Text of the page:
This blog post was updated on July 3, 2019.
As Mardi Gras peaks its head around the corner, we invite you to take a closer look at the amazing city of New Orleans. There’s always music on the streets and a party just waiting to happen, but we want to show you the strange, and weird, side of the Crescent City that lurks in the shadows. Come with us, and check out 9 places that’ll open your eyes to the bizarre Big Easy!
New Orleans Historic Voodoo Museum
While you can probably learn everything you need to know about Voodoo and its long history in New Orleans from the web, where else would you also be able to buy gris-gris (an amulet to protect against evil spirits), candles, or even a love potion? The museum is a tiny, spooky space that consists of about two rooms and a long corridor, whose walls are decked with items like Voodoo dolls, skulls, and altars to famous priests and priestesses. Don’t forget to leave an offering for good fortune at the altar of New Orleans’ most famous, and most powerful, Voodoo practitioners – Marie Laveau.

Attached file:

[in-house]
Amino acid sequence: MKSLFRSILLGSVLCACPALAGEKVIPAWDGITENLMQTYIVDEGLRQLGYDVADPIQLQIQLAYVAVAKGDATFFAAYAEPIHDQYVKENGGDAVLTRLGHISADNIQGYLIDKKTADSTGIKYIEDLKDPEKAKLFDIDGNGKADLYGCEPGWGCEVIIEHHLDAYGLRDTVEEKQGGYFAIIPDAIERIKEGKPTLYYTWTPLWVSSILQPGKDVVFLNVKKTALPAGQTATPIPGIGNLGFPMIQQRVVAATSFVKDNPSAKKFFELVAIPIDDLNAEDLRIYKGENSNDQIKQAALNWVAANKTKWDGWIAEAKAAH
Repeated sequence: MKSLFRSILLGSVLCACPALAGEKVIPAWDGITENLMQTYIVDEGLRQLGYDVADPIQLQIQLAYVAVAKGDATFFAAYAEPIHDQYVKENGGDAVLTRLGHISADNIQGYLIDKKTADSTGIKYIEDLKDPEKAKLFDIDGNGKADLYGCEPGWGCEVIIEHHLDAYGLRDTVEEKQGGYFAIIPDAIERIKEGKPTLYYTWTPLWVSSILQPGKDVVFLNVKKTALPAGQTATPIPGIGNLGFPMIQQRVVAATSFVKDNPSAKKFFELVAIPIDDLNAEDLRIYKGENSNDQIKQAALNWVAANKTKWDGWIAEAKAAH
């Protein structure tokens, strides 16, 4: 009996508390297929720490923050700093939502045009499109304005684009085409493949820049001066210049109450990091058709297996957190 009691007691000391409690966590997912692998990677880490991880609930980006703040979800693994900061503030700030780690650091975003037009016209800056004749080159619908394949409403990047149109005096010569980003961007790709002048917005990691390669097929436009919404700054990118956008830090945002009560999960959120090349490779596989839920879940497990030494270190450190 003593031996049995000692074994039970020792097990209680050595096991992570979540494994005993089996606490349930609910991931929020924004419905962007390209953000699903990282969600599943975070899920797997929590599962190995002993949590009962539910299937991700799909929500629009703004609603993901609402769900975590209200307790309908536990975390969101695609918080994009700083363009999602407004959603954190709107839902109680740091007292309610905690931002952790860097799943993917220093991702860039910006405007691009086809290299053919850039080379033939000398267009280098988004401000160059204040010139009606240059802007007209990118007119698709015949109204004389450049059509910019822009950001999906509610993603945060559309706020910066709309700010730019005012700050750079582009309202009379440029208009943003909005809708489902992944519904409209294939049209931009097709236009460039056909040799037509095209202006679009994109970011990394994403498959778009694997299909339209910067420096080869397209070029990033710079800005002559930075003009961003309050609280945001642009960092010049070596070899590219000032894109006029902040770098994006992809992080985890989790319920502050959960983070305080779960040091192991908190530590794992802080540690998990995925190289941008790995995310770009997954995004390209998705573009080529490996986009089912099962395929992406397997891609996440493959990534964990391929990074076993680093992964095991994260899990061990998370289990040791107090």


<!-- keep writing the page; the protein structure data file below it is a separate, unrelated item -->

St. Louis Cemetary #1
“What’s so wild about a cemetery?” you may ask. Dating back to 1789, the Saint Louis Cemetery is almost a work of art. The more than 600 ornate tombs above ground create a haunting maze. It’s the oldest cemetery still standing in New Orleans and is the final resting place for some of its most prominent figures (including Marie Laveau, Homer Plessy, as well as the very first mayor of New Orleans). Another notable tomb to visit: Actor Nicholas Cage’s 9-foot-tall pyramid-style tomb, in which he hopes to rest in peace one day…but currently only holds the decaying remains of his acting career.
UCM Museum: Abita Mystery House
Located just outside New Orleans, you can access this rather odd and quirky collection of art, gadgets, gizmos, and knick-knacks for just $3. If your interest is piqued, you’ll have the wonderful opportunity to marvel at the pieces on display along its walls, including the peculiarly nostalgic arcade machines (which you can actually play — remember to bring some quarters) and old Nokia phones, and afterwards you can say hello to the strange work of art that is “Darrell” – a half-alligator, half-dog hybrid sculpture.